Mardi Gras celebrations are coming to Frisco, Breckenridge |

Mardi Gras celebrations are coming to Frisco, Breckenridge

Daniel Dunn / GoBreck
Daniel Dunn / GoBreck |

Mardi Gras in Summit

What: League for Animals and People of the Summit Mardi Paws Barkus Parade

When: 3 p.m. Saturday, Feb. 14

Where: Parade begins at Second and Main Street, Frisco

Cost: Registration for the parade is $20 per dog for LAPS members, or $25 for nonmembers, and each additional dog is $10, plus additional processing fees

More information: Visit for more details, a link to register and to download the required waiver for participation

What: Fat Tuesday Street Party, with live music from Chris Daniels & The Kings and other entertainment

When: 2-5 p.m. Tuesday, Feb. 17

Where: 100 and 200 blocks of South Main Street and the Blue River Plaza

Cost: Free admission; food and drink available for purchase at local restaurants

More information: Visit

Laissez les bons temps rouler” — French for “Let the good times roll” — is a common expression in New Orleans. Those were Raymond “Griff” Griffin’s parting words during a recent phone interview while he was on a trip to his old stomping grounds in Louisiana.

Griffin, now a Summit County resident and owner of The Lost Cajun restaurant franchise, said he went down south to attend parades and visit friends, almost in time for the biggest party of the year — Mardi Gras.

“Everyone loves a party,” he said, “especially where you can throw beads and are expected to have some cocktails, and you can dress crazy, and you can wear a mask, so no one know that it’s you that is acting so crazy.”

That’s Mardi Gras, all right, the now national tradition — a “Fat Tuesday” that is French in name and American in celebration.

“The Mardi Gras tradition started with our guests and it’s continued to evolve over the years.”Rachel ZerowinGoBreck


This country’s first Mardi Gras was actually celebrated 60 miles south of New Orleans, in the town now known as Mobile, after a settlement led by the French-Canadian explorer Jean Baptiste Le Moyne Sieur de Bienville in the late 1600s.

Mardi Gras began in medieval Europe and moved through Venice and Rome and into France during the 17th and 18th centuries.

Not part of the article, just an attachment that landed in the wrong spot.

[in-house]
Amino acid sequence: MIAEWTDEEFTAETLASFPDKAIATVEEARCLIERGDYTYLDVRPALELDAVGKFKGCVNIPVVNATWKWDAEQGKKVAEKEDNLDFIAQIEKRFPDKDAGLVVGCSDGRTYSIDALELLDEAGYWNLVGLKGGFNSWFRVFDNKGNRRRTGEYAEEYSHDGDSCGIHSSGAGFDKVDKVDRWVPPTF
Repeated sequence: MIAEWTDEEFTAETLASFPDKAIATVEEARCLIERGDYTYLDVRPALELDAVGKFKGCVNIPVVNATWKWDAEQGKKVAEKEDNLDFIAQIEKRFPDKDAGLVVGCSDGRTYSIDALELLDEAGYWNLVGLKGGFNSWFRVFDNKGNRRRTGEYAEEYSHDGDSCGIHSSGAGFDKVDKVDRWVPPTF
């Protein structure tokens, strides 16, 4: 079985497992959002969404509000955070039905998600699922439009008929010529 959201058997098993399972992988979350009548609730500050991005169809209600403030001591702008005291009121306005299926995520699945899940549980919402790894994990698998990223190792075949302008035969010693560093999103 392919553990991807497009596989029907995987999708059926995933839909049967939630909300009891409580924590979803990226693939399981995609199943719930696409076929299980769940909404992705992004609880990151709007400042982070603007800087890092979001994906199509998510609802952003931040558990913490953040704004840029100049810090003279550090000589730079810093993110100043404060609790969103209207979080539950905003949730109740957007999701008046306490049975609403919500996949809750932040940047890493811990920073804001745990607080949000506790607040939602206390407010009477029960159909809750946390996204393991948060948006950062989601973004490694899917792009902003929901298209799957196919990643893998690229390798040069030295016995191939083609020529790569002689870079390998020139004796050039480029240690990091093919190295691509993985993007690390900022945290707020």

“The main reason for Mardi Gras is that it is the week before Lent, so that’s when everyone drinks and eats all they want to, because once Lent starts for the Catholics on Ash Wednesday, then they have to give up something,” Griffin said. “So, it’s the last big party before Lent.”

He said to keep true tradition alive here in the mountains, The Lost Cajun restaurants in Summit County have king cake — the sweet treat and tradition consumed by the hundreds of thousands during Mardi Gras in New Orleans every year.

“Inside the king cake is a little bitty baby that they hide in there,” Griffin said. “And when they slice the cake, if you get the baby, then you have to buy the next king cake.”


Griffin’s own Lost Cajun-inspired adventures still have him down south, as he opens a number of new franchises inspired by his Summit County restaurants. This year will be the first Mardi Gras since Griffin moved to Summit County that he will not be in town for the festivities.

However, Griffin’s spirit will certainly be in Frisco with that of his late wife, Belinda Griffin. She was the catalyst for the annual Mardi Paws Barkus Costume Parade. Unfortunately, she lost her battle with breast cancer before the event came to fruition.

The parade is on Saturday, Feb. 14, starting at 4 p.m. on Second Avenue and proceeding down the sidewalks of Frisco Main street, crossing over at Seventh avenue and back to the start. All participants are invited to dress up their dogs and family in costume.

Awards for best doggy costumes will be presented after the parade. Dogs can even dress for Valentine’s Day and participate in the category of “Belinda’s Valentine,” to honor her legacy.

The Yappy Hour Street Party on Second Avenue will begin at 3 p.m. with Lost Cajun gumbo, wine, New Belgium beer, free hot cocoa and coffee, games and photo opportunities. Grab your gumbo and drinks before or during the parade and crowning. Proceeds from the event benefit the League for Animals and People of the Summit.


Breckenridge has a new celebration in the works for Mardi Gras this year. There will be no parade, but on Tuesday, Feb. 17, from 2 to 5 p.m., several blocks of Main Street will be shut down for the inaugural Fat Tuesday street party in the Blue River Plaza.

“The Mardi Gras tradition started with our guests and it’s continued to evolve over the years,” said Rachel Zerowin, public relations manager at GoBreck. “What makes it special is the combination of that authentic passion, the winter activities Breckenridge is known for and a great party where locals and visitors can bring their families.”

Swing music from Chris Daniels & the Kings will fill the streets, along with towering puppets and a troupe of fire dancers. Cocktails will be available. After the celebration, local restaurants will be offering New Orleans-themed food and drink specials.

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